That the upcoming hybrid electric-turbine Ariel ‘P40’ supercar will ‘only’ run flat-out for 15-20 minutes or so is no accident.
After that, its batteries will be sufficiently depleted that it operates in a ‘fast road’ kind of mode, mooching around on power supplied by its little 47bhp turbine engine only, until the batteries are replenished.
Ariel has investigated the kinds of use that sports cars get, see: fast road stuff and track days. It has calculated that you’ll be unlikely to ever exhaust its performance capability on the road – heck, it’s unlikely you’ll even use it all on the road. Fallback power of a 47bhp turbine might not sound much but, when given that running at a steady 70mph probably only uses 20-something of those horses, you get a lot in reserve most of the time.
And while you will exhaust the P40’s capability on a circuit, the chances are you’ll have exhausted yourself first: a sweaty track session, or a couple of laps of the Nürburgring, tend to be plenty in one dose. Strikes me that it’s an intelligent and bold move, and one really that only a company like Ariel can make, to admit that: sure, at some point, this car will lose its performance capability until you take a breather.
Hybrid hypercars have, so far, tried to emit a less compromised vibe. The LaFerrari, McLaren P1 and Porsche 918 Spyder have incorporated hybrid technology to boost acceleration and have a top speed you’ll never be able to reach on a race circuit, while trying to ensure that the engine is sufficient to keep the battery-assisted oomph available every time you ask for it. See also: the Honda NSX. That means these cars carry massively powerful petrol engines.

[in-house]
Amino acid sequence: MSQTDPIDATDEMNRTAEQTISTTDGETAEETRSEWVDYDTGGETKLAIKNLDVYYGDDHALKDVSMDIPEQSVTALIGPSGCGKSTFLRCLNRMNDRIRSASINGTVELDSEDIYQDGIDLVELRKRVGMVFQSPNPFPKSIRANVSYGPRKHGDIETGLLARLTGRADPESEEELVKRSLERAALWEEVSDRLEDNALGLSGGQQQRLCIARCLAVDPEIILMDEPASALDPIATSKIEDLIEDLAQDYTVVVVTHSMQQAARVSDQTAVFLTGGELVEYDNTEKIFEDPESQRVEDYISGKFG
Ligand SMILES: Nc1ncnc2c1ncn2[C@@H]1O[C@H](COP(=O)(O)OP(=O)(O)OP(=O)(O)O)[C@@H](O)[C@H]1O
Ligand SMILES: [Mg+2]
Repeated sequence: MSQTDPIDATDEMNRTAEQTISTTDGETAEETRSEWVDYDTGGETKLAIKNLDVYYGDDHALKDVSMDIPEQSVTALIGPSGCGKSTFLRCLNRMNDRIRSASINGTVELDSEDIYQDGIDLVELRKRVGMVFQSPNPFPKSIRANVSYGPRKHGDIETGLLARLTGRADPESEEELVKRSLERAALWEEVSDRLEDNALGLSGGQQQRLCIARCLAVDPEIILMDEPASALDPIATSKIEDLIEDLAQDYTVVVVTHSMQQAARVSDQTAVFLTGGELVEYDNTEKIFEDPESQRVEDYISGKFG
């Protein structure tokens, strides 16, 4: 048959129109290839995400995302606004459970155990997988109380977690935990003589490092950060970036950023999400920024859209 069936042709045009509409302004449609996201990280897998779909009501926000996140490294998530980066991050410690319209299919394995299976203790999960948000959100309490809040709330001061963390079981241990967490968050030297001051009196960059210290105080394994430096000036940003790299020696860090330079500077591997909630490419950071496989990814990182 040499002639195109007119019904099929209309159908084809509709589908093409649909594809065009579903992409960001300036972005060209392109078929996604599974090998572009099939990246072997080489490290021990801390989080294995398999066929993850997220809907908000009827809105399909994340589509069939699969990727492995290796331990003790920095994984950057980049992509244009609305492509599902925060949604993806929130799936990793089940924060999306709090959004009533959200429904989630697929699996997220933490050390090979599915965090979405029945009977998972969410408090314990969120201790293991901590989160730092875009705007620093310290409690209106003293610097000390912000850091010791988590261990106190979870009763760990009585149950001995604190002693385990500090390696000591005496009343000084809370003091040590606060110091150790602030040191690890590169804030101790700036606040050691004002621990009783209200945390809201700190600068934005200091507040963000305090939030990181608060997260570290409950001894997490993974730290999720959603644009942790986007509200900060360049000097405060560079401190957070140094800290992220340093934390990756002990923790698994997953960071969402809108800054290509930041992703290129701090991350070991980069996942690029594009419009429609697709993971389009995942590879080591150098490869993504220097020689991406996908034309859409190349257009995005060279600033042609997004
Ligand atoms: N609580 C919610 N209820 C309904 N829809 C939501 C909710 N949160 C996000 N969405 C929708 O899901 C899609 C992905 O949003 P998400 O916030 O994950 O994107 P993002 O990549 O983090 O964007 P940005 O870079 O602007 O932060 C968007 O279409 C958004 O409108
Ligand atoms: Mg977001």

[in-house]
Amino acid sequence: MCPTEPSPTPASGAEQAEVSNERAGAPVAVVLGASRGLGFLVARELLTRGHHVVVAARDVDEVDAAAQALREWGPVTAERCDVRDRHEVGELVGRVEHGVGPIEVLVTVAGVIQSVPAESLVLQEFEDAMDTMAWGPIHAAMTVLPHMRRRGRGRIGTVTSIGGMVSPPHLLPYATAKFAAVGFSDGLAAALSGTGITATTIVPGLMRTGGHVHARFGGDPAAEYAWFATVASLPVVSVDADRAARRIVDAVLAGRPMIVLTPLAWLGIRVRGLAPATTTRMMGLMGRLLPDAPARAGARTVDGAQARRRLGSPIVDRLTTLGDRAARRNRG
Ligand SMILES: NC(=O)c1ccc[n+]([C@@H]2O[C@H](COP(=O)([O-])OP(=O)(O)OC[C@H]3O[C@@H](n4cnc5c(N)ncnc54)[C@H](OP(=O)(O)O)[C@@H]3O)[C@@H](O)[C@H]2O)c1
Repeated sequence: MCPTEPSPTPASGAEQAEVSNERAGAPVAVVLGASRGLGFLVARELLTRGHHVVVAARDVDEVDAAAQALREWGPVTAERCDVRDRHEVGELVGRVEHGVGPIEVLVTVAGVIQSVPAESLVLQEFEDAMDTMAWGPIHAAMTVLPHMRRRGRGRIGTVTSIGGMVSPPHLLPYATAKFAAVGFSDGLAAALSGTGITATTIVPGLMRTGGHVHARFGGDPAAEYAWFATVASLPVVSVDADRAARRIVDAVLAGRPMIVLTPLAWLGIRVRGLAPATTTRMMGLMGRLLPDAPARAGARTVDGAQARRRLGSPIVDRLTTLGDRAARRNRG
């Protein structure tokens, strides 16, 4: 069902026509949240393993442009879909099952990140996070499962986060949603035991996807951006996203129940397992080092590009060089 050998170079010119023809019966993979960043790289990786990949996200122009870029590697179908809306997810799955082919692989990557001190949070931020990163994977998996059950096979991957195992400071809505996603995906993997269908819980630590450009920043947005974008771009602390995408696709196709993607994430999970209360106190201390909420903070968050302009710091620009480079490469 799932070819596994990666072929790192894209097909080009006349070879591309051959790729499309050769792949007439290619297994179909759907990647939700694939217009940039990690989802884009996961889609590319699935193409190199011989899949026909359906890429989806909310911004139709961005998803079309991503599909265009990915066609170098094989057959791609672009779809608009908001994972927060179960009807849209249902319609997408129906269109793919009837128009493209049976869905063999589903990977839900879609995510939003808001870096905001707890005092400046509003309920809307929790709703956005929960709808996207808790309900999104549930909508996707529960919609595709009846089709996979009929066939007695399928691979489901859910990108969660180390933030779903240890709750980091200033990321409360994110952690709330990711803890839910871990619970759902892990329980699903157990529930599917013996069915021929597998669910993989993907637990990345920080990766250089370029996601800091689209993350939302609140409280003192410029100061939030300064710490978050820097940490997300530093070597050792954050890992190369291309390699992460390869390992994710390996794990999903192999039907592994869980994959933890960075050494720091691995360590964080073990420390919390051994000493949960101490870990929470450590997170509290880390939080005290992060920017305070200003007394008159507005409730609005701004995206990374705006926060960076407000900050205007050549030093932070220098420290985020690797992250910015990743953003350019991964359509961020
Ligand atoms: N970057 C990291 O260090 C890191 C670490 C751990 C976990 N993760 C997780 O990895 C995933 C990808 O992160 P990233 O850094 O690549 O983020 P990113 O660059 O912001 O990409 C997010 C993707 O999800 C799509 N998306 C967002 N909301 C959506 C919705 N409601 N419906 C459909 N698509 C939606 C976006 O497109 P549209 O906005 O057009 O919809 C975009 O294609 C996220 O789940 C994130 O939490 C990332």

Even then I’m not sure they get away with it. McLaren’s engineers were curiously underwhelmed with some of the high-speed acceleration figures we returned on the P1. My suspicion was, is, that they came during a heavy acceleration session on Mira’s horizontal straights, and that this repeated flat-out max-power acceleration tired it. That’s not something you’d experience in a P1 anywhere else, because no race track has a straight long enough.
But if you’re trying to demonstrate that your car is everything, to everyone, all of the time – even in ways they simply cannot use it – you set engineers a hard task. They’ll have to over-specify the engine to keep up with the electrics, or vice versa, adding weight they don’t want to both in a never-ending chase for extra power to overcome those kilos.
Ultimately, you’ll have a car that accelerates like no other, to a speed like no other, and costs a million quid. But when it comes to lapping a circuit, the difficulty engineers have is not making a hybrid supercar faster and better than a petrol equivalent, but simply no slower than one. Hence lighter, electric-free cars like Lamborghini’s Aventador SV and Huracán Performante come along, and are every bit as quick.
Ariel gets it, and will hope to better exploit its adoption of pure electric drive as a result, to get to the good stuff: the instant motor response, and ability to torque vector to give whatever handling character it likes.
And if it appears a 160mph top speed and a quarter-hour flat-out capability might not look like enough, so be it. On planet Earth, it’s plenty.